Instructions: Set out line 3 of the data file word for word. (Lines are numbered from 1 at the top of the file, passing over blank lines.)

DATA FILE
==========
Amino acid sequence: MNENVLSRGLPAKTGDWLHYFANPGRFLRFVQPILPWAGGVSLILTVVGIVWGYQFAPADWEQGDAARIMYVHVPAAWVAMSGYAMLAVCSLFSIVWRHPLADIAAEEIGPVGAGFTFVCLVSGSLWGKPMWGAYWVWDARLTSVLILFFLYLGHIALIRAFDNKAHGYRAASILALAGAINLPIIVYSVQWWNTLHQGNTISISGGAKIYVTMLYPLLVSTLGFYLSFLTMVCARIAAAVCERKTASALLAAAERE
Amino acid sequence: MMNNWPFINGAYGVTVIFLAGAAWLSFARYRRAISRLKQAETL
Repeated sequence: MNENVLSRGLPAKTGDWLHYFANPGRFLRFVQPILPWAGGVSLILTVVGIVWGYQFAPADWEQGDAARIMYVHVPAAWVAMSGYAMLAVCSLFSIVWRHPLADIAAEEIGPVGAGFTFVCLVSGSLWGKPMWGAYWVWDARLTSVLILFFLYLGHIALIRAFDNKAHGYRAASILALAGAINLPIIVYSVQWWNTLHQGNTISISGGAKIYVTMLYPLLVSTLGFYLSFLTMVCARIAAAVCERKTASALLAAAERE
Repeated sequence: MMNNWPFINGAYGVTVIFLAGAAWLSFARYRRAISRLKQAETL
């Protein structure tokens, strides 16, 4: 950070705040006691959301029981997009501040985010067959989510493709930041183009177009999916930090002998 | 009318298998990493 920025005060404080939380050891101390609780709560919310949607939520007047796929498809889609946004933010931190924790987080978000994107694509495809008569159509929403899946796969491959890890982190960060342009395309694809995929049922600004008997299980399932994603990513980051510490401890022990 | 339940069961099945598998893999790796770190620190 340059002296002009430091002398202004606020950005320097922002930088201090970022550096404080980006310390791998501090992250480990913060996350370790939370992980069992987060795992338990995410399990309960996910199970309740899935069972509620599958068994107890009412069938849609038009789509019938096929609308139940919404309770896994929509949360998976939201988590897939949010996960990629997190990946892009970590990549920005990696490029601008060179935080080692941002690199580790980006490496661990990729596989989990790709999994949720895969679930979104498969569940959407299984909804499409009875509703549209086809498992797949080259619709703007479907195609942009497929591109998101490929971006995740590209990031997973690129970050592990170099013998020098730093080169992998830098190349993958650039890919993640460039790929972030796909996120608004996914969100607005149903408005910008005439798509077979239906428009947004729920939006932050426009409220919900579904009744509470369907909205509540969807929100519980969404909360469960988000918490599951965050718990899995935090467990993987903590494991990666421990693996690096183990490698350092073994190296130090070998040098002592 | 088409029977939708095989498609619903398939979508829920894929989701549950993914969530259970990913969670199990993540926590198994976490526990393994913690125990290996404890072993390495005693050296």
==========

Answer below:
Repeated sequence: MNENVLSRGLPAKTGDWLHYFANPGRFLRFVQPILPWAGGVSLILTVVGIVWGYQFAPADWEQGDAARIMYVHVPAAWVAMSGYAMLAVCSLFSIVWRHPLADIAAEEIGPVGAGFTFVCLVSGSLWGKPMWGAYWVWDARLTSVLILFFLYLGHIALIRAFDNKAHGYRAASILALAGAINLPIIVYSVQWWNTLHQGNTISISGGAKIYVTMLYPLLVSTLGFYLSFLTMVCARIAAAVCERKTASALLAAAERE